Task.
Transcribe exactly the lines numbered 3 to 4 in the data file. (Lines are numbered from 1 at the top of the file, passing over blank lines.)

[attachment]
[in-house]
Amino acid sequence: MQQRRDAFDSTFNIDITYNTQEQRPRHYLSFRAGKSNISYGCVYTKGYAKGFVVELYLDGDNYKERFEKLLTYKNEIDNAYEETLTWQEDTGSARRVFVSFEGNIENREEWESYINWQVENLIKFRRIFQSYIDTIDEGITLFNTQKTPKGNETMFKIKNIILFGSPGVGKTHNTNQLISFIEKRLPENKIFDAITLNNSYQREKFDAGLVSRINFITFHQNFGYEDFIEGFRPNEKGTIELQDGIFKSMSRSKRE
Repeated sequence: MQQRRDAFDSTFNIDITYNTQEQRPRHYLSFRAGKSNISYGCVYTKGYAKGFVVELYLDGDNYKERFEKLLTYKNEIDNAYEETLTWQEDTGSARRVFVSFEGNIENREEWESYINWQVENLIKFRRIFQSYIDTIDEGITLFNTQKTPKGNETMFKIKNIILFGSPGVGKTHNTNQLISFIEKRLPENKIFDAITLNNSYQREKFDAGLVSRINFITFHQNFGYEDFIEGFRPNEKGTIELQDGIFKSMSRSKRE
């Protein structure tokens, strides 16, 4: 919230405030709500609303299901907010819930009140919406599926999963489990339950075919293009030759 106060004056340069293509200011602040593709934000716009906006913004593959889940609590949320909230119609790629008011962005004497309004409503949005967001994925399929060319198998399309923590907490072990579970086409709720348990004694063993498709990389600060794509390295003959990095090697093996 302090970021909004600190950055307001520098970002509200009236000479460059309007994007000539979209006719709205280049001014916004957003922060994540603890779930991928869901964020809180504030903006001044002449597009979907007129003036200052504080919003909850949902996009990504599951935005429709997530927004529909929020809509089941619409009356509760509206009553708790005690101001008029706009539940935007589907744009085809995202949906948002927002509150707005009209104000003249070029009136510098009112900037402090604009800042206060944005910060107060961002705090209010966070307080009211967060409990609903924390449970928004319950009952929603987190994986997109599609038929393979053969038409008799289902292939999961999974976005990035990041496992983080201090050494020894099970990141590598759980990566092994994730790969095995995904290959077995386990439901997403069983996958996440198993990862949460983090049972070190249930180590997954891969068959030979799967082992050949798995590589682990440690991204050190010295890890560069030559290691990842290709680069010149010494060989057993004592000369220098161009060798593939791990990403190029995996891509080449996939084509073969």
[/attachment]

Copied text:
Repeated sequence: MQQRRDAFDSTFNIDITYNTQEQRPRHYLSFRAGKSNISYGCVYTKGYAKGFVVELYLDGDNYKERFEKLLTYKNEIDNAYEETLTWQEDTGSARRVFVSFEGNIENREEWESYINWQVENLIKFRRIFQSYIDTIDEGITLFNTQKTPKGNETMFKIKNIILFGSPGVGKTHNTNQLISFIEKRLPENKIFDAITLNNSYQREKFDAGLVSRINFITFHQNFGYEDFIEGFRPNEKGTIELQDGIFKSMSRSKRE
């Protein structure tokens, strides 16, 4: 919230405030709500609303299901907010819930009140919406599926999963489990339950075919293009030759 106060004056340069293509200011602040593709934000716009906006913004593959889940609590949320909230119609790629008011962005004497309004409503949005967001994925399929060319198998399309923590907490072990579970086409709720348990004694063993498709990389600060794509390295003959990095090697093996 302090970021909004600190950055307001520098970002509200009236000479460059309007994007000539979209006719709205280049001014916004957003922060994540603890779930991928869901964020809180504030903006001044002449597009979907007129003036200052504080919003909850949902996009990504599951935005429709997530927004529909929020809509089941619409009356509760509206009553708790005690101001008029706009539940935007589907744009085809995202949906948002927002509150707005009209104000003249070029009136510098009112900037402090604009800042206060944005910060107060961002705090209010966070307080009211967060409990609903924390449970928004319950009952929603987190994986997109599609038929393979053969038409008799289902292939999961999974976005990035990041496992983080201090050494020894099970990141590598759980990566092994994730790969095995995904290959077995386990439901997403069983996958996440198993990862949460983090049972070190249930180590997954891969068959030979799967082992050949798995590589682990440690991204050190010295890890560069030559290691990842290709680069010149010494060989057993004592000369220098161009060798593939791990990403190029995996891509080449996939084509073969």